Full House: The Reasons Behind and Consequences of Multiple Console Ownership by InerpretLLC


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                                                 Full House: The Reasons Behind and
                                                 Consequences of Multiple Console

                                                 Lead Analyst
                                                 Courtney Johnson

                                                 Contributing Analysts
                                                 Marissa Gluck
                                                 Brenton Lyle

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Published February 2010. © 2010 Interpret, LLC
Full House: The Reasons Behind and Consequences of Multiple Console

Catalyst: Ownership of multiple gaming systems and its impact on play and purchase behavior is top-of-
mind for most game publishers.

Core questions:

    •   How prevalent are multi-console households?
    •   Who, specifically, owns which combinations of consoles?
    •   Do console ownership groups inform and guide genre preference, thereby impacting game
        development and marketing?

Interpret Insight

As the number of multi-console households increases, driven by the dearth of new consoles in the
marketplace, publishers and retailers need to align their development and marketing strategies with the
unique demographic and genre preference differences across console-ownership combinations. Multi-
console ownership penetration is up overall, particularly among PS3-owning groups (up 230 percent in
the case of the Xbox 360/PS3 combination, according to Interpret’s New Media Measure). Content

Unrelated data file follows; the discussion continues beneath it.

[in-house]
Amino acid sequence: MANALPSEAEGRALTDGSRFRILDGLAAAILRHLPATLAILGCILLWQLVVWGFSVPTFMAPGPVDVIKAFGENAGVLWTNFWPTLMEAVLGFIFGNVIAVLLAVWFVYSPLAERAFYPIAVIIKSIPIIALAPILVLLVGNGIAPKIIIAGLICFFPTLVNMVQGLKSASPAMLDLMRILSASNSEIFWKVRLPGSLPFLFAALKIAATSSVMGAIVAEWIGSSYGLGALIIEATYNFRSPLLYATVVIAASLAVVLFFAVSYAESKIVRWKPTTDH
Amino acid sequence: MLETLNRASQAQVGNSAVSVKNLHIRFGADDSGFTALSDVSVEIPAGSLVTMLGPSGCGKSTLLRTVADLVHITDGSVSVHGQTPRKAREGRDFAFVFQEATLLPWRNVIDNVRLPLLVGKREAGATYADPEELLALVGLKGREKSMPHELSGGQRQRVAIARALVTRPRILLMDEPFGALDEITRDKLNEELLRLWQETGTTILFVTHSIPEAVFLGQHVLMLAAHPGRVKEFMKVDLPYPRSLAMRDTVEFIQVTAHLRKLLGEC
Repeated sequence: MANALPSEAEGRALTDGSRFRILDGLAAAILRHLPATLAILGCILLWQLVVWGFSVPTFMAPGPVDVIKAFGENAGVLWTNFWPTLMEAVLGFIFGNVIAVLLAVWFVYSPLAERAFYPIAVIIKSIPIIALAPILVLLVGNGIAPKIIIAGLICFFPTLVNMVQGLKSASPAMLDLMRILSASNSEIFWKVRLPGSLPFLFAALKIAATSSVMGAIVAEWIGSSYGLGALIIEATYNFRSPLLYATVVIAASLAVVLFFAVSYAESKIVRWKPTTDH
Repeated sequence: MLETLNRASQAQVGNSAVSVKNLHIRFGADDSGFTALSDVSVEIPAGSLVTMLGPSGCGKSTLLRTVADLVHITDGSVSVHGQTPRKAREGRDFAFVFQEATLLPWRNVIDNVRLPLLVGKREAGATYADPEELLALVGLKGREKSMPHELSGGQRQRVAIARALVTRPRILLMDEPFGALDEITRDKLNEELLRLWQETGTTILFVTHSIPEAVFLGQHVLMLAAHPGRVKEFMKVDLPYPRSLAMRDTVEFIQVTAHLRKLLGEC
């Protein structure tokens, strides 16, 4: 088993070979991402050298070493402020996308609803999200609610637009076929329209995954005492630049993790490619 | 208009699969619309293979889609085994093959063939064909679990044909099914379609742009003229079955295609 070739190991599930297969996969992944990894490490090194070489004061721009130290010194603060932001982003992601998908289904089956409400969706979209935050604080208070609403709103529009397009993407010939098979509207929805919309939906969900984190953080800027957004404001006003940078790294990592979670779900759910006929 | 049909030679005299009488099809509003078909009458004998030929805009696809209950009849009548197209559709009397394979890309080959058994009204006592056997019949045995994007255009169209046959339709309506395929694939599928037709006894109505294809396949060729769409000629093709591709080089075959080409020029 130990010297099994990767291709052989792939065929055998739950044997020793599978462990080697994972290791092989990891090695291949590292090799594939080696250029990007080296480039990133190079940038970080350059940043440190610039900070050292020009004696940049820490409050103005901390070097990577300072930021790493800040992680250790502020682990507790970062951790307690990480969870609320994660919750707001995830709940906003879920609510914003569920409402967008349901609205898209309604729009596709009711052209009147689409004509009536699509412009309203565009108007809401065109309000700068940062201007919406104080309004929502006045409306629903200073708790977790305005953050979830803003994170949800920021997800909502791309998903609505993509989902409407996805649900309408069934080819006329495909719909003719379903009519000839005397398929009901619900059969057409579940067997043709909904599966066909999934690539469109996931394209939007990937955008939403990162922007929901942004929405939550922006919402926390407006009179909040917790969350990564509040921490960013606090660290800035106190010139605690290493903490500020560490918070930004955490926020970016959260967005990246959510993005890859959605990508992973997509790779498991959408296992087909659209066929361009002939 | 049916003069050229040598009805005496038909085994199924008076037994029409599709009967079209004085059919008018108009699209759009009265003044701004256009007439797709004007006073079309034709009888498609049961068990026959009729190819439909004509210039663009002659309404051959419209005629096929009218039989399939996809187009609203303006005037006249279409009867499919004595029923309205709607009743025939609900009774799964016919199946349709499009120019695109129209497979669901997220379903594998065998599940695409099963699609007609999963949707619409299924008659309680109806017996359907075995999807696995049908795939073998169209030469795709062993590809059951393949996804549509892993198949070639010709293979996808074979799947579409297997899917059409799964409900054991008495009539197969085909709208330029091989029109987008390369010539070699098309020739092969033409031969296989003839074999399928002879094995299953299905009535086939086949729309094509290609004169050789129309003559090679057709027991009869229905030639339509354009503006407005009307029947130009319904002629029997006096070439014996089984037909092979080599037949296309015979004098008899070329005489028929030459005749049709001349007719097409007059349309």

producers and distributors should pay particular attention to this burgeoning PS3-owning population,
which is increasingly diversified across hardcore and casual gamers. Also noteworthy is the Wii-owning
group, with its distinctive motion-control interface and unique demographic base (10–20 percent more
heavily female than other ownership groups).
(Figure 1)

The Ascent of the Multi-Console Household

Over the past year, the size of the current-generation console-owning population comprised of
households containing only one of the Xbox 360/PlayStation 3/Wii set has dropped 11 percent,
according to New Media Measure. Simultaneously, the market has seen a marked increase in
households owning multiple current-gen systems (fig. 1). This is not surprising, given the absence of new
consoles and the continued atomization of the PC-gaming market into casual, social, and niche-hardcore
games. The vast majority of these multi-console households (76 percent) own exactly two of the
consoles in question, but the contingent of those who own all three increased over the past year by 75
percent, to 7.1 million (or 8 percent of current-gen console owners). The percentage of homes that own
all three major consoles outnumbers households owning the Xbox 360/PS3 combination (5.3 million)
and households owning the PS3/Wii combination (6.5 million). The largest multi-console segment is the
Xbox 360/Wii permutation, at 11 million households, or 12 percent of overall current-gen ownership
penetration. Looking at consumers who own only one console, the largest segment consists of owners
of the Wii (30.3 million households, or 33 percent), the system that has consistently proven to be most
broadly appealing to consumers.
(Figure 2)

 Households that own just a PS3 or
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